Planning for Hurricanes

Georgia is helping policymakers and city planners make better-informed decisions about extreme weather

Marshall Shepherd

Program Director of Atmospheric Sciences

Georgia Athletic Association Distinguished Professor

Department of Geography

Franklin College of Arts & Sciences

Written by Kelley Engelbrecht

Published 10.19.17

Rainstorms in 1960 look different from those in 2017, both in terms of intensity and rainfall.

It’s a simple observation, but one with long-term effects on how cities are equipped to handle weather systems. For Marshall Shepherd, director of the University of Georgia’s Atmospheric Sciences program, this is one of many pieces of critical information city leaders need as they examine how their communities and living spaces interact with their region’s unique climates.

We’re all aware of the impact of intense weather systems that make headlines, like 2017’s hurricanes Harvey and Irma. But even slight adjustments to weather patterns—like historic changes in precipitation levels and the increasing frequency of heat waves—can drastically change living conditions.

Before Tropical Storm Bill made landfall over Texas, eastern Texas experienced several days of rain that began flooding areas to the southeast and northern parts of the state. As Tropical Storm Bill moved northward through Texas in 2015, it is hypothesized that it fed off the highly saturated ground (as if it were still over the ocean) and can be seen slightly intensifying (via winds) as it moved into Oklahoma and progressed to the northeast.

Shepherd’s research into urban flooding, for example, shows how outdated assumptions can have detrimental consequences, and his work on a National Science Foundation-funded project to bridge the gap between city planning and weather-climate communities was an important step in the right direction. In conjunction with the Georgia Water Resources Institute, Shepherd and his team are looking at weather pattern trends to determine how vulnerable to flooding people are in certain cities. And as more people flock to urban centers, these research findings are informing the important decisions made by city planners and policymakers.

“Our work has a direct impact in understanding how we need to think about planning to cope with increasing amounts of rain,” he says. “Our storm management systems are currently designed for last century’s rainstorms, under the stationary assumption that rainstorms look the same now as they did a few decades ago. We help city planners and policymakers understand how they can be updated.”

Shepherd and his team are also taking a look at how cities can prepare for climate conditions beyond flooding and other extreme weather events. Published in 2015, Georgia’s climate vulnerability index is a collection of data from every county in the state that examines the frequency of floods and heat waves, the percentage of impervious surfaces, and the number of vulnerable populations. Taken together, this information provides a detailed picture of which counties are most at risk from climate change and why. Shepherd credits the state’s unique climate for the wide range of data points he and his team are able to collect.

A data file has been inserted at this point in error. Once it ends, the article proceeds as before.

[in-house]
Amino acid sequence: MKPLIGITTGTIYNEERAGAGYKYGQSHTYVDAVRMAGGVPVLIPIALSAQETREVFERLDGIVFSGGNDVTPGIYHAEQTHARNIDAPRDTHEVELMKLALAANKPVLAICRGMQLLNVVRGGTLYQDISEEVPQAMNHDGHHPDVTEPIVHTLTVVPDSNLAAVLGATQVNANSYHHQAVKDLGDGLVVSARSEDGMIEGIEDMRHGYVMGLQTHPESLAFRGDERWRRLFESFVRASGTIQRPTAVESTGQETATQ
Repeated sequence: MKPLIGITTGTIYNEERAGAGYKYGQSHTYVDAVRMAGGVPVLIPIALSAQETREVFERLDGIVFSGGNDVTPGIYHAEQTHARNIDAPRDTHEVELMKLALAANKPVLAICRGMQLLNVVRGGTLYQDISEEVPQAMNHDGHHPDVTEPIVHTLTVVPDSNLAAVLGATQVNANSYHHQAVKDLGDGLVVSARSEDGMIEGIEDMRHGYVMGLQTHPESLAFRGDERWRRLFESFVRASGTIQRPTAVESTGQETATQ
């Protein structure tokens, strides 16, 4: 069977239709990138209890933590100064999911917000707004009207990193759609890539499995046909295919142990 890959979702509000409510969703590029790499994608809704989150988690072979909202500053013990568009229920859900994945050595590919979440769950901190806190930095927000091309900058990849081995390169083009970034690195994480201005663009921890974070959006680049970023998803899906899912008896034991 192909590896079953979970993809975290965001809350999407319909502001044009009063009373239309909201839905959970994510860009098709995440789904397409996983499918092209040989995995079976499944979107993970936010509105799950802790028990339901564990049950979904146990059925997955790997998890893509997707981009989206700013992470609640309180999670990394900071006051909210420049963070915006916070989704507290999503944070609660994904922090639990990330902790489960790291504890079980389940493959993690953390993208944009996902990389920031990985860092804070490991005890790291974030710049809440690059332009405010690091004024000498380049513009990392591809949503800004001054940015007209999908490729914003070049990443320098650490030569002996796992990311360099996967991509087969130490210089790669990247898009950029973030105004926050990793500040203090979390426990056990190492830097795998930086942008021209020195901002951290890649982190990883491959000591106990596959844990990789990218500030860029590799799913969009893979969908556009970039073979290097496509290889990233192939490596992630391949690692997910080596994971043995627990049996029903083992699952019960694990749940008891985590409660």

My mission is to make people understand that extreme weather and climate change aren’t just about polar bears; it’s about the cost of breakfast cereal, a child’s vulnerability to new diseases and the economic vitality of the state.

Marshall Shepherd Director, Atmospheric Sciences Program

“The Southeast, particularly Georgia, experiences the full range of weather events, from heat waves, to droughts, to hurricanes, to tornadoes, to flooding,” he says. “Having expertise here, at the university, gives us the opportunity to study extreme weather, its causes and its implications on society.”

This is particularly relevant for Shepherd’s critical research on the Brown Ocean Effect, a term coined at Georgia. In a series of papers, the Georgia team described how tropical cyclones can intensify or maintain strength as they move inland as a result of wet soils, irrigation or wetland interactions. Partnering with NASA to use satellites and climate models, he and his team are gaining further insights into this phenomenon and how it might influence future hurricane systems.

Contrary to popular belief, the deadliest aspect of hurricanes is water, not the wind. If they linger because of the extra boost provided by the Brown Ocean Effect, then that’s an immediate threat to people living inland.

And as with flooding research and the climate index project, this research puts critical information into the hands of key decision-makers who are orchestrating the future of city planning.

“Droughts, hurricanes and ice storms are natural processes that are likely being altered by human processes like carbon emissions or urbanization, and we need to understand them,” Shepherd says. “My mission is to make people understand that extreme weather and climate change aren’t just about polar bears; it’s about the cost of breakfast cereal, a child’s vulnerability to new diseases and the economic vitality of the state.”

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